The Legend of Zelda: Twilight Princess Review with Bacon

After 50 hours of gameplay scattered over a long period of time, my play-through of the largely revered Twilight Princess is finally complete. It’s time to review what’s been done.

As usual I’ll set the tone of my review here. To the point, the game is good, but I don’t feel it’s as good as the majority makes it out to be. I’m gonna chalk it up to people missing the problems by being blinded by what they love and that this is the game most people were waiting for since Ocarina of Time. Yes I know about Majora’s Mask. To make a poor analogy, it’s like a package of bacon. Ocarina of Time (1998) would be opening a new package of bacon and cooking most of it, and Majora’s Mask (2000) would be cooking the remains later. It’s a bit stale and it’s not enough to satisfy because you’ve experienced most of the joy already. Twilight Princess (2006) is a new package after being bacon starved for awhile, and I guess my issues could be compared to that of some bacon strips being kinda short. Not to say it’s bad, but it’s not perfect and a large amount of people won’t care or notice because it’s new and long yearned for bacon.

By the way, this game is obviously almost 9 years old but regardless, the story section has spoilers. It’s also the biggest problem with the game for myself.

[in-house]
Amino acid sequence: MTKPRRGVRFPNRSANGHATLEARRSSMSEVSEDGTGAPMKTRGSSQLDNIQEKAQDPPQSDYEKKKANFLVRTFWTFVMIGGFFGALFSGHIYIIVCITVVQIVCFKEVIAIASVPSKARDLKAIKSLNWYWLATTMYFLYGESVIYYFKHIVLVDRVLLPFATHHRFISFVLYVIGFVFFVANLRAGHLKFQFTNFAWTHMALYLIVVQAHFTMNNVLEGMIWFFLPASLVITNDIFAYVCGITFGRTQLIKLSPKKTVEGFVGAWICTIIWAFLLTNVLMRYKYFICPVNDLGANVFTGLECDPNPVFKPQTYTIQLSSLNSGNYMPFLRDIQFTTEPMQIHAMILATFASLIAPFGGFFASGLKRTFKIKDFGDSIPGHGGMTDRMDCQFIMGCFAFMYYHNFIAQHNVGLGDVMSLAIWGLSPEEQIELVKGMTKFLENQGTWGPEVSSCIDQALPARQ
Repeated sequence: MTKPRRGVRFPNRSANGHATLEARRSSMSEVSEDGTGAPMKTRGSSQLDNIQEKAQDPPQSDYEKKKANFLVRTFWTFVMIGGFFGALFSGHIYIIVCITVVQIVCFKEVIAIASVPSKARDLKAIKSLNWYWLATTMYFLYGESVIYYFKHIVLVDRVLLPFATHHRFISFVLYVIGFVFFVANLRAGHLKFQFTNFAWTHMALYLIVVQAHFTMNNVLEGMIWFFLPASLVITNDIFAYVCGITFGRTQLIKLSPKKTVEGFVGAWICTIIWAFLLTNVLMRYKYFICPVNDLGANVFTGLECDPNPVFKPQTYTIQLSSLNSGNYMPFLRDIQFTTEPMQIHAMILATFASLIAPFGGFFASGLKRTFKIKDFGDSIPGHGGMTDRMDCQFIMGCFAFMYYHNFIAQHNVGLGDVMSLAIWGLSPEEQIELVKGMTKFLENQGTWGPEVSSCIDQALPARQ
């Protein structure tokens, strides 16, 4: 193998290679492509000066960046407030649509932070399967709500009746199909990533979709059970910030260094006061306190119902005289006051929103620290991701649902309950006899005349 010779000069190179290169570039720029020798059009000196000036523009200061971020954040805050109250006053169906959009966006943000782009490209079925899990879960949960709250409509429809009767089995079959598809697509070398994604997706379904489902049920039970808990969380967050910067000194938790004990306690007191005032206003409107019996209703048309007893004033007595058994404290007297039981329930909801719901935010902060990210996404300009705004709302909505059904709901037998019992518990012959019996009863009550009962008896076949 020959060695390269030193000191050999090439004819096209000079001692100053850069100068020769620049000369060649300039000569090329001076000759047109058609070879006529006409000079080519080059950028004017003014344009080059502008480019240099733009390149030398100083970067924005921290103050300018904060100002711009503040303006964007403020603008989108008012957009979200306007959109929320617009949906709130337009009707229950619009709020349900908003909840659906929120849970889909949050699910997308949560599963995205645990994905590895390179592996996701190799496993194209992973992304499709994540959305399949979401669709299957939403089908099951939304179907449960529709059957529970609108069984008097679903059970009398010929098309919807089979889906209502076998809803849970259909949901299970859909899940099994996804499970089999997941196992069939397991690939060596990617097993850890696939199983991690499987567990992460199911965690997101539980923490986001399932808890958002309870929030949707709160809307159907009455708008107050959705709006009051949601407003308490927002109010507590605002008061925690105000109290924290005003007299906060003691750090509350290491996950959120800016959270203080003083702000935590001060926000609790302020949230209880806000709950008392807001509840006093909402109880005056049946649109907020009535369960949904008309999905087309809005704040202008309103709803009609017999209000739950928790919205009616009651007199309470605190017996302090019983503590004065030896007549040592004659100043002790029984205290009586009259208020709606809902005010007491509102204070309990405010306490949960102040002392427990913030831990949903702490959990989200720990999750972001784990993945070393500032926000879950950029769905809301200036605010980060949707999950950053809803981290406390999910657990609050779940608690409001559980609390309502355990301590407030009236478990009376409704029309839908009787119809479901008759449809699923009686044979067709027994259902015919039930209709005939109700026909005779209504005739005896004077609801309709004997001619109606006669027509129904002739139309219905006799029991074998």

My gameplay will be based on the Wii version. I picked that up soon after I got a Wii under the impression that the Wii version was the intended platform for the game and under the assumption that I would have cool motion control over the sword. Boy was I wrong (which leads me to making Skyward Sword my favourite Zelda game, but that’s a different story). If you wonder why I wouldn’t have heard of this by now, the reality is I got the Wii and game around 2007 and yes, I’ve only played and beaten it now in 2015. Go me.

Controls:

Over the course of playing I regret getting the Wii version. I hardly became immersed by the controls which is part of the intention behind motion control. I also found an inconsistent issue with entering and exiting Z targeting in regards to turning and strafing. For awhile I even thought I was just playing poorly for trying to switch to a higher priority enemy and failing to apply the proper attack or defense. Using the Hawkeye Mask zoom function is really awkward too, it feels like it could of been better optimized. Z targeting on horseback was a pain for distant targets, especially for the final fight. If the distance was deliberate, that’s not the point. I don’t like it, and there’s no amazing reason why Z targeting should drop after maybe 20 feet on horseback. Controls slump a 5/10.

Graphics:

The graphics are good. It’s what I would expect out of the Wii and the game for it’s time. Not much else to say really. Graphics gets a 8/10.

ZeldaGraphics

Sound: